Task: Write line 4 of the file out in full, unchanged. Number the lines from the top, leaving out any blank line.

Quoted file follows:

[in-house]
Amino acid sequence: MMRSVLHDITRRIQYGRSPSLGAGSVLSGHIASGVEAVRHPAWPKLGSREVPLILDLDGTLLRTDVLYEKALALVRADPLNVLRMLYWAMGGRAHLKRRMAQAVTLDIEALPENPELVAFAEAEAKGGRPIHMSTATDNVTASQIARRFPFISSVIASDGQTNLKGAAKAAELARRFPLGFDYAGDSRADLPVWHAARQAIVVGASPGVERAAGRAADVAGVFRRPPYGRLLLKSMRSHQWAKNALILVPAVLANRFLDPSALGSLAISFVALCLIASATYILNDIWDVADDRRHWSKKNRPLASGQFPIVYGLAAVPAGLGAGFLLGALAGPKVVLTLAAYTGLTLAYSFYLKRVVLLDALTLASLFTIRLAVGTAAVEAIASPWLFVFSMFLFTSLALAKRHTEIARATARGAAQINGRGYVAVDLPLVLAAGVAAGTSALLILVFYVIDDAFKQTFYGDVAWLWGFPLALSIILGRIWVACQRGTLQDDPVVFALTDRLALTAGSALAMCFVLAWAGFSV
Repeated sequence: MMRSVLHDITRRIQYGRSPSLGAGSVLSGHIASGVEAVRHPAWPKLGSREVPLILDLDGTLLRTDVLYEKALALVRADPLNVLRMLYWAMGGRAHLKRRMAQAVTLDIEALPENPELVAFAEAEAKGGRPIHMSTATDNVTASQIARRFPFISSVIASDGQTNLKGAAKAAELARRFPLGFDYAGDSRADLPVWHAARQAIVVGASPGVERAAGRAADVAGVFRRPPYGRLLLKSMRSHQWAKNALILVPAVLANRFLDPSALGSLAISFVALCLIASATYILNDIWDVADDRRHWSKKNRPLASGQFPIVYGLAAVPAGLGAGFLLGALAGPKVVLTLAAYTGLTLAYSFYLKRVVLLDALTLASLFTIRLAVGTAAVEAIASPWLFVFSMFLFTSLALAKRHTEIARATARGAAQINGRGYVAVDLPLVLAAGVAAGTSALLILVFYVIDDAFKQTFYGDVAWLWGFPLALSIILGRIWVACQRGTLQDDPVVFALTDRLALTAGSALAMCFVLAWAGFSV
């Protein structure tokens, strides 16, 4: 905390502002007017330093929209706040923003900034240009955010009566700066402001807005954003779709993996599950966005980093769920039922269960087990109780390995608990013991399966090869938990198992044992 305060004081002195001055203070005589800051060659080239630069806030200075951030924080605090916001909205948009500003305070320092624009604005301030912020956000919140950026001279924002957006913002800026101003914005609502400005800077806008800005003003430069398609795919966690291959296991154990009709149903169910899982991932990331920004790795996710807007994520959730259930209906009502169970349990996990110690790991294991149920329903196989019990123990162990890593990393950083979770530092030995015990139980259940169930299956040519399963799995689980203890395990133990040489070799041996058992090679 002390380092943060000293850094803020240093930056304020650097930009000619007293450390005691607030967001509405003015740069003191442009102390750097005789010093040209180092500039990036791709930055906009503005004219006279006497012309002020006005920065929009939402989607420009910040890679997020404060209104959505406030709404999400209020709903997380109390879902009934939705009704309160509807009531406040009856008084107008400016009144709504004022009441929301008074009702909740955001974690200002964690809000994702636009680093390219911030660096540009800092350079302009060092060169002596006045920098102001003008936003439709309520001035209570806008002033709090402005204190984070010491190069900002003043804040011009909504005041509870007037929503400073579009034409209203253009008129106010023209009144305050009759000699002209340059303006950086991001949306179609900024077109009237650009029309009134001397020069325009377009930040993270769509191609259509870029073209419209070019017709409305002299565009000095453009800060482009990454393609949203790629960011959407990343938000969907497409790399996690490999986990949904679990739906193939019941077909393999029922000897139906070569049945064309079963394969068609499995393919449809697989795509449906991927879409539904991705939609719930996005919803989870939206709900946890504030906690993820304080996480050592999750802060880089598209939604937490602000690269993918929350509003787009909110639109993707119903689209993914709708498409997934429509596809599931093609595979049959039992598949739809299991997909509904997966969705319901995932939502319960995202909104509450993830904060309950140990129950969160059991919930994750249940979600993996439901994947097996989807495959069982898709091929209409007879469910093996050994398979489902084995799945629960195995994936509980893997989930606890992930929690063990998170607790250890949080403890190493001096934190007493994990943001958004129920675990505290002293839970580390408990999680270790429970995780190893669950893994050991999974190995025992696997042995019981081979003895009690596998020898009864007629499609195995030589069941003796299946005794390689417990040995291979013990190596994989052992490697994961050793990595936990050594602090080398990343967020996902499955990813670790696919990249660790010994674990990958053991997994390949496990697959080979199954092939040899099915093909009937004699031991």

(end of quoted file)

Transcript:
């Protein structure tokens, strides 16, 4: 905390502002007017330093929209706040923003900034240009955010009566700066402001807005954003779709993996599950966005980093769920039922269960087990109780390995608990013991399966090869938990198992044992 305060004081002195001055203070005589800051060659080239630069806030200075951030924080605090916001909205948009500003305070320092624009604005301030912020956000919140950026001279924002957006913002800026101003914005609502400005800077806008800005003003430069398609795919966690291959296991154990009709149903169910899982991932990331920004790795996710807007994520959730259930209906009502169970349990996990110690790991294991149920329903196989019990123990162990890593990393950083979770530092030995015990139980259940169930299956040519399963799995689980203890395990133990040489070799041996058992090679 002390380092943060000293850094803020240093930056304020650097930009000619007293450390005691607030967001509405003015740069003191442009102390750097005789010093040209180092500039990036791709930055906009503005004219006279006497012309002020006005920065929009939402989607420009910040890679997020404060209104959505406030709404999400209020709903997380109390879902009934939705009704309160509807009531406040009856008084107008400016009144709504004022009441929301008074009702909740955001974690200002964690809000994702636009680093390219911030660096540009800092350079302009060092060169002596006045920098102001003008936003439709309520001035209570806008002033709090402005204190984070010491190069900002003043804040011009909504005041509870007037929503400073579009034409209203253009008129106010023209009144305050009759000699002209340059303006950086991001949306179609900024077109009237650009029309009134001397020069325009377009930040993270769509191609259509870029073209419209070019017709409305002299565009000095453009800060482009990454393609949203790629960011959407990343938000969907497409790399996690490999986990949904679990739906193939019941077909393999029922000897139906070569049945064309079963394969068609499995393919449809697989795509449906991927879409539904991705939609719930996005919803989870939206709900946890504030906690993820304080996480050592999750802060880089598209939604937490602000690269993918929350509003787009909110639109993707119903689209993914709708498409997934429509596809599931093609595979049959039992598949739809299991997909509904997966969705319901995932939502319960995202909104509450993830904060309950140990129950969160059991919930994750249940979600993996439901994947097996989807495959069982898709091929209409007879469910093996050994398979489902084995799945629960195995994936509980893997989930606890992930929690063990998170607790250890949080403890190493001096934190007493994990943001958004129920675990505290002293839970580390408990999680270790429970995780190893669950893994050991999974190995025992696997042995019981081979003895009690596998020898009864007629499609195995030589069941003796299946005794390689417990040995291979013990190596994989052992490697994961050793990595936990050594602090080398990343967020996902499955990813670790696919990249660790010994674990990958053991997994390949496990697959080979199954092939040899099915093909009937004699031991």